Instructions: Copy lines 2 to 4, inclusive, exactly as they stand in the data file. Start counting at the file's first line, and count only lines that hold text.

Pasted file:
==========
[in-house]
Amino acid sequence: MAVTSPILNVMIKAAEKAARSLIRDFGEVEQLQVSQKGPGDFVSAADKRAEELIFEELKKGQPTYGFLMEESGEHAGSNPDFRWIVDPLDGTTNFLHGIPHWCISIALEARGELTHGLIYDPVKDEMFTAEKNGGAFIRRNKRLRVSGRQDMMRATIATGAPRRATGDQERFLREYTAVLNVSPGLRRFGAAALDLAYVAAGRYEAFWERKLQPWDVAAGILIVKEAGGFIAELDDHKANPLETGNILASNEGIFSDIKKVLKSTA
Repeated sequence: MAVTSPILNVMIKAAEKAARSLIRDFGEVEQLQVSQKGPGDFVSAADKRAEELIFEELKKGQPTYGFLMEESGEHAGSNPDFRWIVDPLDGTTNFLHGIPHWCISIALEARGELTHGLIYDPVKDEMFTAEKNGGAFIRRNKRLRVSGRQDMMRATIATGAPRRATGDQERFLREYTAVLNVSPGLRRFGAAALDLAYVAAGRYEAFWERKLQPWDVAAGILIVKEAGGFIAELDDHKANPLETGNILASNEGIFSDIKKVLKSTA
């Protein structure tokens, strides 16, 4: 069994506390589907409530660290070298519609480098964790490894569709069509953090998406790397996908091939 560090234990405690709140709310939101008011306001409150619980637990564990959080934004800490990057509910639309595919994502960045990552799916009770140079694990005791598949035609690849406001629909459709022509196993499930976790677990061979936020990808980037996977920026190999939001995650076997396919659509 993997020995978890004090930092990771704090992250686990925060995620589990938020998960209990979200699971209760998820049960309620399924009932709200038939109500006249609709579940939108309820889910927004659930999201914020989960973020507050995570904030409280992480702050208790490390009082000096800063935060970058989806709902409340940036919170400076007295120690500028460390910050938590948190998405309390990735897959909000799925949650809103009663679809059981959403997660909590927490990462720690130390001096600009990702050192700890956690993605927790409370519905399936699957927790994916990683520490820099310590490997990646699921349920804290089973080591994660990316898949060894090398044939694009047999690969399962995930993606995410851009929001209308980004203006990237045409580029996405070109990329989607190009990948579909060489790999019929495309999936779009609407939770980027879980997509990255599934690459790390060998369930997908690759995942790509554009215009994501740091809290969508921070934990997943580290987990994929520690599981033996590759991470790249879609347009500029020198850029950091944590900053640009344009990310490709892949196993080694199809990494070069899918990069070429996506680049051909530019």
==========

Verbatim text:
Amino acid sequence: MAVTSPILNVMIKAAEKAARSLIRDFGEVEQLQVSQKGPGDFVSAADKRAEELIFEELKKGQPTYGFLMEESGEHAGSNPDFRWIVDPLDGTTNFLHGIPHWCISIALEARGELTHGLIYDPVKDEMFTAEKNGGAFIRRNKRLRVSGRQDMMRATIATGAPRRATGDQERFLREYTAVLNVSPGLRRFGAAALDLAYVAAGRYEAFWERKLQPWDVAAGILIVKEAGGFIAELDDHKANPLETGNILASNEGIFSDIKKVLKSTA
Repeated sequence: MAVTSPILNVMIKAAEKAARSLIRDFGEVEQLQVSQKGPGDFVSAADKRAEELIFEELKKGQPTYGFLMEESGEHAGSNPDFRWIVDPLDGTTNFLHGIPHWCISIALEARGELTHGLIYDPVKDEMFTAEKNGGAFIRRNKRLRVSGRQDMMRATIATGAPRRATGDQERFLREYTAVLNVSPGLRRFGAAALDLAYVAAGRYEAFWERKLQPWDVAAGILIVKEAGGFIAELDDHKANPLETGNILASNEGIFSDIKKVLKSTA
């Protein structure tokens, strides 16, 4: 069994506390589907409530660290070298519609480098964790490894569709069509953090998406790397996908091939 560090234990405690709140709310939101008011306001409150619980637990564990959080934004800490990057509910639309595919994502960045990552799916009770140079694990005791598949035609690849406001629909459709022509196993499930976790677990061979936020990808980037996977920026190999939001995650076997396919659509 993997020995978890004090930092990771704090992250686990925060995620589990938020998960209990979200699971209760998820049960309620399924009932709200038939109500006249609709579940939108309820889910927004659930999201914020989960973020507050995570904030409280992480702050208790490390009082000096800063935060970058989806709902409340940036919170400076007295120690500028460390910050938590948190998405309390990735897959909000799925949650809103009663679809059981959403997660909590927490990462720690130390001096600009990702050192700890956690993605927790409370519905399936699957927790994916990683520490820099310590490997990646699921349920804290089973080591994660990316898949060894090398044939694009047999690969399962995930993606995410851009929001209308980004203006990237045409580029996405070109990329989607190009990948579909060489790999019929495309999936779009609407939770980027879980997509990255599934690459790390060998369930997908690759995942790509554009215009994501740091809290969508921070934990997943580290987990994929520690599981033996590759991470790249879609347009500029020198850029950091944590900053640009344009990310490709892949196993080694199809990494070069899918990069070429996506680049051909530019």